Being a teenager is an amazing time and a hard time. It's when you make your best friends — I have girls who will never leave my heart and I still talk to. You get the best and the worst as a teen. You have the best friendships and the worst heartbreaks. — Sophia Bush, Actor
The American movie star and activist could not be more spot-on. Teenage is the time when children are busy discovering themselves and wondering what lies ahead. While this raises our concern and we end up giving our teen a few words of advice, he usually finds it hard to accept. Therefore, we need to be careful about what we tell our teen and how we put it across to him.
Dr. Kedar Tilwe, Consultant Psychiatrist at the Dept. of Mental Health and Behavioural Sciences, Hiranandani Hospital, Mumbai, and Shailaja Kumari Shyamsukha, Holistic Development Coach and Mental Health Therapist, Mumbai, share with us a list of nine things that we should never tell our teenager.
- How did your classmate get better marks? Teenagers are very touchy about their academic performance — the marks they score and the rank they obtain. Comparing your teen's academic performance with his peers will only make him react in a defensive manner. It can even sow seeds of discord between him and his friends. It will be much more fruitful to offer words of encouragement and guide your teen towards improving his scores.
- Your brother is smarter than you! Yes, at times, it may seem like one child is cleverer than the other and, easier to handle as well. But, spelling this out repeatedly will only fuel feelings of resentment. The resulting sibling rivalry, can in some cases, persist for life. Also, saying so can adversely affect your child’s confidence, self-esteem and ability to take initiatives.
- When will you act like a grown up? This is a statement that almost every parent makes in frustration and which a teen hears in bewilderment! Teenage is about an individual discovering herself, but it is still very much a time of growth and development. Adulthood comes later. So, instead of having high expectations from your teen, allow her the space to err and learn.
- How could you do such a thing! Some things adolescents do can make us wonder if we should appreciate them or admonish them. At such times, take a deep breath, calm down and then, take stock of the situation. Hear your teen’s side of the story before passing your judgment. Remember, teens develop their own sense of right and wrong and usually need a gentle nudge to accept certain social norms. Be understanding instead giving them a verbal lashing.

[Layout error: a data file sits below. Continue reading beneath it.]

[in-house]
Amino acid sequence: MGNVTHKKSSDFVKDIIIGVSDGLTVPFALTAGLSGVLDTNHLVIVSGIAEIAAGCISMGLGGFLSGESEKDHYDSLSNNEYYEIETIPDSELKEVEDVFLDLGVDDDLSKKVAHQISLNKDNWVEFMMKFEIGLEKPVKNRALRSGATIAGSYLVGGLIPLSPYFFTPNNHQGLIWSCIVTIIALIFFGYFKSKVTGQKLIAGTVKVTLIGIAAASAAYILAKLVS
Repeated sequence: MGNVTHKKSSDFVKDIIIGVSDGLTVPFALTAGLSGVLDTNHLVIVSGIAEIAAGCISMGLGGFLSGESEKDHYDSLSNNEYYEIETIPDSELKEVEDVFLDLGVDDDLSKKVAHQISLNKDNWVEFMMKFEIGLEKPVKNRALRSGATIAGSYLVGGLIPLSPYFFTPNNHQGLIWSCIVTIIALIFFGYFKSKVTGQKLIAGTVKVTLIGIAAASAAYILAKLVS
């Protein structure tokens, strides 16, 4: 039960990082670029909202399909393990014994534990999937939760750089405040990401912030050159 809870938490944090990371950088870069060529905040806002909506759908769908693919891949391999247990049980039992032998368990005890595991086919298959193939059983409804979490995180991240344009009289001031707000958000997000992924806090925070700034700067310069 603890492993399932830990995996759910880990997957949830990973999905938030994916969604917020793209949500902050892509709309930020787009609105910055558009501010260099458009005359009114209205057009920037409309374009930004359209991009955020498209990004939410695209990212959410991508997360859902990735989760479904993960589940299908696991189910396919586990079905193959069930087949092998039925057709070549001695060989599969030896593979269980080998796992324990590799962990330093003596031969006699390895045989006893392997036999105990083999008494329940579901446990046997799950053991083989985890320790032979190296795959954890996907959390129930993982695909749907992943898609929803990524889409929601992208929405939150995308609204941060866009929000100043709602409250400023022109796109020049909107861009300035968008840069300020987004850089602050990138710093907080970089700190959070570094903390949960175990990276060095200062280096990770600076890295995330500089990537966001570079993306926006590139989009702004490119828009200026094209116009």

- If I had your opportunities … Teens are aware of the sacrifices their parents are making for them. They also know what their parents expect and do try their best to fulfil these aspirations. So, nagging your teen about not making use of opportunities available to her only serves to increase the pressure and, deflate her self-confidence. It can also heighten her sense of worthlessness. A gentle, understanding hug and a word of appreciation, will ensure that your teen works harder to make her chances count!
- It was never that way during my time and it holds good even now: Times change and cultures evolve. Not every golden rule will remain relevant with changing times. So, be more understanding of the fact that forcing your teen to do what you did as a teenager may put him at a disadvantage. Let your child evolve by allowing him to mingle with his peers and become more tech savvy. But, do set reasonable limits to keep him safe!
- You won't understand anything OR you're too young to understand: While a teen is still a child, she is capable of making sense of the changes taking place around her. So, telling your teen that she wouldn't understand or is too young to understand, makes her feel left out. She may even come to resent your dismissive attitude.
- Can you do anything right at all? Teens are growing up. So, they are always experimenting and exploring, which can sometimes result in undesirable and annoying outcomes. Berating your teen for his mistakes can shatter his confidence. A wiser approach is to sit down with your child and talk to him about how he can make better judgments.
- I don't like your friend: Friends occupy a place of importance in a teen's life. Teens learn a lot about life from their friends, like how to resolve conflicts or forge relationships. However, sometimes, a teen's best friend fails to create a positive impression in the minds of parents. If that's the case with you, talk to your child about your concerns instead of being critical of her friend. Your habit of judging your teen's choices will make her feel vulnerable.
To sum it all up, in the words of Marian Wright Edelman, a child rights activist, “To all those mothers and fathers who are struggling with teenagers, I say, just be patient: even though it looks like you can't do anything right for a number of years, parents become popular again when kids reach 25.”
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